[USA] Here Come the First Greenhouse Gas Limits on Power Plants

By Brian Merchant, Treehugger, 27 March 2012 | Word is in that the EPA’s long-awaited rules on greenhouse gas emissions are finally going to be unveiled this week. The Washington Post reports: “The Environmental Protection Agency will issue the first limits on greenhouse gas emissions from new power plants as early as Tuesday, according to several people briefed on the proposal. The move could end the construction of new conventional coal-fired facilities in the United States.”

28 March 2012

REDD: The New Beast in the Forest Brings Hope and Threats to Indigenous Peoples

By Stephen Leahy, National Geographic, 28 March 2012 | “REDD is the new beast in the forest,” said Patrick Anderson of the Forest Peoples Programme in Indonesia here at Climate Change Mitigation with Local Communities and Indigenous peoples workshop in Cairns, Australia… “Everyone’s chucking money at Indonesia to get carbon credits,” said Anderson. “Its probably because it’s too hard to reduce emissions back home.” … “Indonesia doesn’t recognize the rights of its Indigenous peoples and grants logging concessions without involving them,” said Anderson. There are at least 40 REDD projects underway in Indonesia and not once were local peoples first asked if they want to participate, he said. While REDD can help protect forests and could bring local people much-needed income, the devil is in the details… or in this case the demands of the marketplace… The global community still hasn’t recognized our inherent rights, said Vicky Tauli-Corpuz, Executive Director, Tebtebba.

Farm focus for saving trees

By Jeff Tollefson, Nature News & Comment, 28 March 2012 | The principle is seductively simple: to reduce carbon emissions, leave tropical forests standing. But a widely heralded approach in which rich nations would pay poorer ones to keep their forests intact has proved trickier to deploy than many had hoped. Now a consortium of scientists, environmentalists and industries is expanding the focus from preserving forests to tackling the main driver of deforestation: agriculture… Where money has changed hands, it has happened mostly among governments, says Daniel Nepstad, a US ecologist who heads the international programmes for the Amazon Environmental Research Institute (IPAM), headquartered in Brasilia. As a result, he says, scepticism is rising among those who are supposed to benefit most. Nepstad and others involved in the latest REDD effort see potential for faster progress by merging REDD initiatives with a series of ‘commodity round tables’…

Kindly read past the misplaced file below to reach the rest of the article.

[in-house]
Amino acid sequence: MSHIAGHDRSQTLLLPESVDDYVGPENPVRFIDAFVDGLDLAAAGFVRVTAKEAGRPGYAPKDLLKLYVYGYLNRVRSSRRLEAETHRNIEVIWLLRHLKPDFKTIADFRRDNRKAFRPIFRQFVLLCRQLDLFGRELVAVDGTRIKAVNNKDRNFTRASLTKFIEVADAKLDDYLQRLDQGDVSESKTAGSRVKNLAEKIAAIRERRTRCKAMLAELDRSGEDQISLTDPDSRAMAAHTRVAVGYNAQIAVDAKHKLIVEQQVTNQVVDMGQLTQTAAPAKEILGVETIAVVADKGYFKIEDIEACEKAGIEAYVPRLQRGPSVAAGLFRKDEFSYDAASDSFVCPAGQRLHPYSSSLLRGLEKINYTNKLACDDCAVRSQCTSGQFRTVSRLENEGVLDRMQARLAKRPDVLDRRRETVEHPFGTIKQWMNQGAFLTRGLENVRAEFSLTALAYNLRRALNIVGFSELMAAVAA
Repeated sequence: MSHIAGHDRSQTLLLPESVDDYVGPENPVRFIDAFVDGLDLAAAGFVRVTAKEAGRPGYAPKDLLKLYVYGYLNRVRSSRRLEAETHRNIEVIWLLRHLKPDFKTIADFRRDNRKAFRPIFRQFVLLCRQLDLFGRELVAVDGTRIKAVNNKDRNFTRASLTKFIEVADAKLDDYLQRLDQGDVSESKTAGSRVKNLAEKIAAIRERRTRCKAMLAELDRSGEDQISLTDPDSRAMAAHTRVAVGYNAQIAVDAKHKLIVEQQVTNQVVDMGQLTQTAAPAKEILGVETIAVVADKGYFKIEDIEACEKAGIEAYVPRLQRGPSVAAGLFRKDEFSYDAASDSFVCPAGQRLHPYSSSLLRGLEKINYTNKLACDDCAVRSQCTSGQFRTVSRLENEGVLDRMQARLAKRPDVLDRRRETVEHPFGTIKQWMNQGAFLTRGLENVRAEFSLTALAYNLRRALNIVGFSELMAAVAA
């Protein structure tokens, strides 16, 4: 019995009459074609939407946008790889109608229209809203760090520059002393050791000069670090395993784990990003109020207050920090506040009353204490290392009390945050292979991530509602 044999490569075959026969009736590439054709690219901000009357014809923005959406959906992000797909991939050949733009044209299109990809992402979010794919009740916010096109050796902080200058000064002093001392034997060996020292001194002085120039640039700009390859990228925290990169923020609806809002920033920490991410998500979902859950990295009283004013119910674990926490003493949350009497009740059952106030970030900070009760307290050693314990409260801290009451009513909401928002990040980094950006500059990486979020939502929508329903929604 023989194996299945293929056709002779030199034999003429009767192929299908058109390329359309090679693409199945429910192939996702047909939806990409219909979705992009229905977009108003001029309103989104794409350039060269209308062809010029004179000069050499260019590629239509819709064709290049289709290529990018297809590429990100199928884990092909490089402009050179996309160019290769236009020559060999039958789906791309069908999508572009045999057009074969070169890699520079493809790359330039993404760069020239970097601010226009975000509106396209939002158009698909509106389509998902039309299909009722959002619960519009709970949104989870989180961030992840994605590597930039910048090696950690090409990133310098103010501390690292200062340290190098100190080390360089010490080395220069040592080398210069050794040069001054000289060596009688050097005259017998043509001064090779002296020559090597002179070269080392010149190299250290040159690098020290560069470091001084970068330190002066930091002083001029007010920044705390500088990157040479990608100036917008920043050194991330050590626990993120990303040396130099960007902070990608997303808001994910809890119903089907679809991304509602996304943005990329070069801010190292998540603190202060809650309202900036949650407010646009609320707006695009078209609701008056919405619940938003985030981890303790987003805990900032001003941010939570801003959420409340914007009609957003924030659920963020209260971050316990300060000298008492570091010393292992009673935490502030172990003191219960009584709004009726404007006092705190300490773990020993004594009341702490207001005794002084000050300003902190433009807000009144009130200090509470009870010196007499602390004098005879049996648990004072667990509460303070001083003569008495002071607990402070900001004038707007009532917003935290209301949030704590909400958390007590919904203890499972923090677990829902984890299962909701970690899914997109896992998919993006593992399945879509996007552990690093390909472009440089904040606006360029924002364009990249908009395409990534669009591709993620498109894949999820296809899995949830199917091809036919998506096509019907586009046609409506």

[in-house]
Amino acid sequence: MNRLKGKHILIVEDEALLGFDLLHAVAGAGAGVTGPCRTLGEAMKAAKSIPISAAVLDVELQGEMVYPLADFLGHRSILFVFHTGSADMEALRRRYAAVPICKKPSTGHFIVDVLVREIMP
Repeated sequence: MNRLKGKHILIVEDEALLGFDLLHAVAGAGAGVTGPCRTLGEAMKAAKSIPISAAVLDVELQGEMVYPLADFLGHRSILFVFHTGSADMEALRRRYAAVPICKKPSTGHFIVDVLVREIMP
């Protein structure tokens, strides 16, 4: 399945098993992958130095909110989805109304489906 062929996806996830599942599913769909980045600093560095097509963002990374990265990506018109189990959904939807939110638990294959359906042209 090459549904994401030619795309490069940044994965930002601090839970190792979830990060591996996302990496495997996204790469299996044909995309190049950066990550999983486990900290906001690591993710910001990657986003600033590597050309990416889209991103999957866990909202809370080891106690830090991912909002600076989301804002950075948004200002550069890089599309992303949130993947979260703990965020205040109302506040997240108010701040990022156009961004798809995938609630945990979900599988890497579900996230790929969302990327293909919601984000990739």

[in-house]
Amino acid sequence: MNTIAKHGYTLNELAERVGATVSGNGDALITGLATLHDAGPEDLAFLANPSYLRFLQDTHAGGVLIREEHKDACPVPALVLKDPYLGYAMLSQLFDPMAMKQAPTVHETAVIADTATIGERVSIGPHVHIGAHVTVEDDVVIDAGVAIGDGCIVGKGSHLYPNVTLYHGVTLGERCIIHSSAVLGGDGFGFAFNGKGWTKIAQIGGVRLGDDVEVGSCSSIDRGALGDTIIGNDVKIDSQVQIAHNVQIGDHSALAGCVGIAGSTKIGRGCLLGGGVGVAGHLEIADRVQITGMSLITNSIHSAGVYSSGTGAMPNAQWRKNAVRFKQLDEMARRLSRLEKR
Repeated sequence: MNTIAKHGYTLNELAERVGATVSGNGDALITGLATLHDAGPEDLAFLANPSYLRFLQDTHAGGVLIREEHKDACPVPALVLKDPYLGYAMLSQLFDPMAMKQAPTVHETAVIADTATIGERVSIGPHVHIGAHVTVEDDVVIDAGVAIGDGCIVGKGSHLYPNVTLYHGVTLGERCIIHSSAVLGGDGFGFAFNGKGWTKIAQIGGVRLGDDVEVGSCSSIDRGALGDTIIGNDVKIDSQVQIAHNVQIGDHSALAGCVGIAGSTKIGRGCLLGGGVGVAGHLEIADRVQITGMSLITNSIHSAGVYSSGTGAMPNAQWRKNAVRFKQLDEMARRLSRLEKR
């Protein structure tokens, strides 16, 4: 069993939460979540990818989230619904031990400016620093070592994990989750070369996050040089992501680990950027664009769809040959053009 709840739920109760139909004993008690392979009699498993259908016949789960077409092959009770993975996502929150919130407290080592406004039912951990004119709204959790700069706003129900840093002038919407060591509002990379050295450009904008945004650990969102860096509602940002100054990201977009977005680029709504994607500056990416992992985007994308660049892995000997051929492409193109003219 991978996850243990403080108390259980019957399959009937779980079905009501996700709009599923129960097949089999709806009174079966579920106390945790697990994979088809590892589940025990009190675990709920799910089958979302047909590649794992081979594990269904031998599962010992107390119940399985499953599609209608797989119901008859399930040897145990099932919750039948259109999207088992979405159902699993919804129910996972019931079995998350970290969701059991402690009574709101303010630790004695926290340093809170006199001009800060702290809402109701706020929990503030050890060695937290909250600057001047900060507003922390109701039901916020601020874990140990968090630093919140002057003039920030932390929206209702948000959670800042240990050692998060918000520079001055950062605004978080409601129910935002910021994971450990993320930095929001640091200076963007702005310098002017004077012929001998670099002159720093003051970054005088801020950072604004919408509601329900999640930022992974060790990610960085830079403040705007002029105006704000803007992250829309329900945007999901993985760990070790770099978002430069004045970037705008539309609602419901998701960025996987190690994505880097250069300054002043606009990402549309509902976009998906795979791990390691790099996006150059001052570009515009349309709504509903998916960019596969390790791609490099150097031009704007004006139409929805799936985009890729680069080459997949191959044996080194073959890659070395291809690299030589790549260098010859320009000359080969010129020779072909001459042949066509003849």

A new era for carbon, but clouds loom

By Sylvia Pfeifer, Financial Times, 28 March 2012 | [L]ast summer Norway celebrated the biggest oil find off its shores since the 1980s – one of the largest made anywhere in the world last year – with the Aldous South prospect. For Statoil, the government-controlled energy group that made the discovery, it offered vindication of the company’s faith in a region that most oil majors had written off as being in terminal decline. For many in the industry, the depletion of the North Sea has long been synonymous with that of fossil fuels. But around the world a string of discoveries and developments – oil in the deep water off French Guiana, unconventional oil and gas in the US, pre-salt fields in Brazil – have shown that the age of hydrocarbons is far from over. At a time when policy makers are focused on the need to combat climate change and promote investment in renewable sources of energy, fossil fuels are refusing to co-operate.

Lawsuit filed against California cap-and-trade offsets